Many teachers say goodbye to Cal High


Nicholas Harvey

Douglas Mason talks to students dissecting a squid in the third period marine biology class. He is retiring after teaching at Cal High for 22 years.

Cal High will say goodbye to several teachers this year.

Among the list of those retiring or not returning include English teachers Kalise Ahern,  Danielle Caddy and Devan Manning, world history and philosophy teacher Tyler Gulyas, marine biology teacher Douglas Mason, Spanish teacher Nicole Resendiz, and physics teacher Deborah Sater. 

Of these, Mason, Resendiz, and Sater are retiring.

Additionally, Peggy Conklin and Gunilla Norton in the front office will be retiring, while bookkeeper technician Deborah Wong and Lori Ann Mitchell in the library will also be leaving, according to the San Ramon Valley Unified School District Board of Education meeting agendas. Caddy and Resendiz confirmed they are leaving and were honored Wednesday at the final staff meting with the others.

Several other members of the school staff retired or resigned in the middle of the year.

Conklin and Norton, who work at the front attendance desk, said Cal’s students were one of their favorite parts of working here.

“Speaking for me, I have loved being up here,” said Conklin, who started working at Cal in 1999. “We have a lot of interaction with the students. We love the kids. The staff has been great.”

Norton, who was been at Cal for 12 years, said working with the same students for four years was a positive experience.

“Watching the students develop from the time they come in as freshmen and to see how they progressed to seniors is amazing,” Norton said.

Conklin added that students’ sense of humor was enjoyable, including hearing outlandish excuses they  used to sign out.

They both look forward to retirement.

“I’m actually moving to Reno, and I’m looking forward to spending a lot of time in Tahoe, hiking, and kayaking,” Norton said.

Mason is retiring after 22 years of teaching at Cal. He said interacting with students was the best part of being a teacher.

“I’ve had students that are a little indifferent to the academics, but I can’t remember having a student who was really difficult, who had a bad attitude,” Mason said. “The students here are so easy to get along with”.

Mason said he plans on traveling and volunteering during his retirement.

His students, even those not initially interested in science, said he made the class engaging.

“He contextualizes his teaching in a way that makes students genuinely take an interest in the subject… not just an intellectual interest, but also an emotional investment,” senior Daniela Kuthy-Cervantes said.

Sater, who teaches Honors Physics, used a variety of unique labs to teach her classes.

“One project we were doing was sewing, and in another project we were building roller coasters,” sophomore Kaartik Tejwani said.

Sater’s classes were known for the physics boat races in the pool at the end of the year.

Manning, who is also curriculum leader for the English department, is leaving for several reasons, namely that her partner may need to relocate for work and that the pandemic has affected her mental health and teaching ability.

“I know that my own mental health is important, and I need a break,” Manning said. “There’s  a very good likelihood that I will come back once I’m rested.”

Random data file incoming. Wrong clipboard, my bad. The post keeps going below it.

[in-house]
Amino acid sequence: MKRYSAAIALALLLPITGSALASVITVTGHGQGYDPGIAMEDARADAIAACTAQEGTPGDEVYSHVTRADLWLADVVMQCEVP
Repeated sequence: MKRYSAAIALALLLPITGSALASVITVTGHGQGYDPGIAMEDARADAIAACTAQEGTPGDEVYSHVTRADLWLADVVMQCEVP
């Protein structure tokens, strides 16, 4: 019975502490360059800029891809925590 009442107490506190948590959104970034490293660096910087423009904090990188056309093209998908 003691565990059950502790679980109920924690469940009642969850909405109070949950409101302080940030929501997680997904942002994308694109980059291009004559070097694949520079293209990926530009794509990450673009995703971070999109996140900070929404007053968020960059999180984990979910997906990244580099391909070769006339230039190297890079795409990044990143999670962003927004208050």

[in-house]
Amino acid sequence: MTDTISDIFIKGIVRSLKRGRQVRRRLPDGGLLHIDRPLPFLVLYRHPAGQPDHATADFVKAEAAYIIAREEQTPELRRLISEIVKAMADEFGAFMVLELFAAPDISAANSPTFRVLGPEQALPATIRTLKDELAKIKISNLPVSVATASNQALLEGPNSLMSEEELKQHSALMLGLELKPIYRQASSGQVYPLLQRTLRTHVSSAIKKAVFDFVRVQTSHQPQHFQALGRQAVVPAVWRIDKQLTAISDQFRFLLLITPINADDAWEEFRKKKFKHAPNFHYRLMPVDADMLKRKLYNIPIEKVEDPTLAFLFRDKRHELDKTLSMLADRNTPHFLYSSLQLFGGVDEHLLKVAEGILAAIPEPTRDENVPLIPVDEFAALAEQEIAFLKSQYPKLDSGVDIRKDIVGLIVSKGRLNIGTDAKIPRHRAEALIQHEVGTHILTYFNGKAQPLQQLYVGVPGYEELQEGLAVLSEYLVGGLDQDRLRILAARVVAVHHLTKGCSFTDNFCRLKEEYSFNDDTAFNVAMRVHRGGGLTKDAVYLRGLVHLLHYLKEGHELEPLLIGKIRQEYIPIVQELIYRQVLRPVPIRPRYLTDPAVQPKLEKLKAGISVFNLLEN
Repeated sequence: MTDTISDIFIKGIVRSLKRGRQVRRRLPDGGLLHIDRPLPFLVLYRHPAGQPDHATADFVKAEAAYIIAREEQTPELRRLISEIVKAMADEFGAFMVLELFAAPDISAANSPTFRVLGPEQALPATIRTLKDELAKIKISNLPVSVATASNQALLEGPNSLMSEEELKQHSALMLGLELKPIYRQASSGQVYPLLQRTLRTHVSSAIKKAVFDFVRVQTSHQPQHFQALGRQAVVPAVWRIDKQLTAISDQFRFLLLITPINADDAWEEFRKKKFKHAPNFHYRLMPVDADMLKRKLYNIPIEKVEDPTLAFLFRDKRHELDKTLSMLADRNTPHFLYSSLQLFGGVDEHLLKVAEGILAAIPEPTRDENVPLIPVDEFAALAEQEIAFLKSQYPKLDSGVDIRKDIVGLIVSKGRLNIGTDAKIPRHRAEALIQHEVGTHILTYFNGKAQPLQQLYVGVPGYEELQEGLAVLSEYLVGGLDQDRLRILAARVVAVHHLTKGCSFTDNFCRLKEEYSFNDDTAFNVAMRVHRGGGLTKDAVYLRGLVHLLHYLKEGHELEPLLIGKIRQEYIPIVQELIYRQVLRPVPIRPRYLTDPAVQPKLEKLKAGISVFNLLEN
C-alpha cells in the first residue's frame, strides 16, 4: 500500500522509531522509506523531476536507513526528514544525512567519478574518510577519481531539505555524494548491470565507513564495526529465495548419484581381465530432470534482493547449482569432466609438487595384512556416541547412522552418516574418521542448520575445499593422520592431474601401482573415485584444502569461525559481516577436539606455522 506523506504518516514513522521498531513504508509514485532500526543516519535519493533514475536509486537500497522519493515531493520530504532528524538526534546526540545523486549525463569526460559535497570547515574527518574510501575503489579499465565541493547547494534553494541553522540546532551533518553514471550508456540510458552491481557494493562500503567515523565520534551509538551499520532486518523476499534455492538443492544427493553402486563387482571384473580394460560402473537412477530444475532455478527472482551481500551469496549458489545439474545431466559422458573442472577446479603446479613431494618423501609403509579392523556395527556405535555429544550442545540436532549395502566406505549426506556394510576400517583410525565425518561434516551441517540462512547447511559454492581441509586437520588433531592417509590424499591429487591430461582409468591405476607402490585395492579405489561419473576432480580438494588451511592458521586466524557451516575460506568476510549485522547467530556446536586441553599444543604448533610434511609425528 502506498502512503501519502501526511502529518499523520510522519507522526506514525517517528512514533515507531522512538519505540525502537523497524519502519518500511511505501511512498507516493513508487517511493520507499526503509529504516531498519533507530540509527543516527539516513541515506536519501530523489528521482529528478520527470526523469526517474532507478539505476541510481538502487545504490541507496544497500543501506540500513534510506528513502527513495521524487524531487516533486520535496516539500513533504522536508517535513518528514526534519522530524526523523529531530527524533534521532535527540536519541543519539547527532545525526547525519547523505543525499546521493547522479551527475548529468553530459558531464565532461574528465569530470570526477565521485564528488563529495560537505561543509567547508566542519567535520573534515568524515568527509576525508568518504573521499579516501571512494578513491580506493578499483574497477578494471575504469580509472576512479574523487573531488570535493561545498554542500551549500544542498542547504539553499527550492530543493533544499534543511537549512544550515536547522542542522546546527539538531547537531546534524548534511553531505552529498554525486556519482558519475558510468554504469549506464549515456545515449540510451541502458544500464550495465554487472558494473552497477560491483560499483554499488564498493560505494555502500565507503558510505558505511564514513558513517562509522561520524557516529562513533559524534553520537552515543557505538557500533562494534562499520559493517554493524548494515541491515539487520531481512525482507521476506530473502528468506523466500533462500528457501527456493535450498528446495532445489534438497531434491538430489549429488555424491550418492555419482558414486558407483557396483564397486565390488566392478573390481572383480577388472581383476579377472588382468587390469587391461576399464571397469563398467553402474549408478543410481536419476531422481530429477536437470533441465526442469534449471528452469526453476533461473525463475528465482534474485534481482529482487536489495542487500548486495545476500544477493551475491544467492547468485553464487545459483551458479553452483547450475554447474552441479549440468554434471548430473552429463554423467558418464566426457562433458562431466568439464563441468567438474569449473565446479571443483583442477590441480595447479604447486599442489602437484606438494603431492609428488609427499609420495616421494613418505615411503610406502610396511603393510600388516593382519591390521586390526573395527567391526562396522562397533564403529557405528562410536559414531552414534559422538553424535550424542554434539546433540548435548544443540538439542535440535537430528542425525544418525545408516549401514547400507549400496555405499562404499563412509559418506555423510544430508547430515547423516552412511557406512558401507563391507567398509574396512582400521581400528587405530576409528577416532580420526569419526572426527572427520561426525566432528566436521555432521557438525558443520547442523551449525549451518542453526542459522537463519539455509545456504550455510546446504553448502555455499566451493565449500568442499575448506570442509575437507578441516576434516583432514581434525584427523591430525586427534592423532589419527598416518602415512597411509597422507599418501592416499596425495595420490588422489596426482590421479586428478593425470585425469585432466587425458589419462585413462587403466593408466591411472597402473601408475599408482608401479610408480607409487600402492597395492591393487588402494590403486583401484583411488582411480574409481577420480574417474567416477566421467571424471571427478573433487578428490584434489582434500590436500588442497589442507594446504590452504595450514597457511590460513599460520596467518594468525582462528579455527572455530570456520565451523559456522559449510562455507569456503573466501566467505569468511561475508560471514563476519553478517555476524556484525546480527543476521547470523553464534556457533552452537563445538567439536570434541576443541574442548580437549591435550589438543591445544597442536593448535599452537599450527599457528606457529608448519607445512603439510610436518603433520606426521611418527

Manning also designed the curriculum at Cal for the Sci-Fi/Fantasy class, which she taught for the first time last year.

One of Manning’s students said she was willing to help students with their problems.

“For a lot of people, she’s going to be that important adult figure in their life,” said senior Eliana Steele, who was in Manning’s English 9 class and is the president of GSA, which Manning advises. “[If students] don’t want to go to a counselor about a problem that they’re having, she is the kind of person who will step in and help you out no matter what.”

Manning said she is working next year with a writing non-profit.

Caddy hopes to return to teaching in the future.

“It has been a joy working alongside so many young people who care about implementing restorative justice practices on a school- and even district-wide scale,” Caddy said in reference to the Restorative Justice Coalition club, which she advises.

Gulyas said he was leaving because the pandemic had intensified his cognitive dissonance in regards to compulsory public education.

“When the pedagogical relationship is fundamentally predicated on violence, that is, if you do not attend my class, and do the thing, I can have your parents arrested, essentially … [it] establishes a dysfunctional relationship that is an impediment to an education.”

Gulyas is moving to San Diego to be closer to his wife’s family. He said he plans on reactivating his mental health counselor license and possibly teaching community college.

He said much of his role as a teacher was essentially counseling, and that mental health issues were a major problem he had with the school system, using an analogy with a grocery store.

“Imagine if you went into a grocery store and there was a room off to the side… where people just went to scream, because they were angry,” Gulyas said. “You would think ‘Oh my God, why is there a room? Why is this grocery store so insanity-inducing, that they built a counseling center in it’?”

Resendiz has been teaching Spanish for 26 years, with the last four at Cal. She said being a Grizzly has been an awesome experience because Cal has her favorite students.

“The student body and staff are just so kind and welcoming,” Resendiz said.

After retiring, Resendiz is moving out-of-state and said she may stay in education as a tutor.

Tanvi Pandya contributed to this story.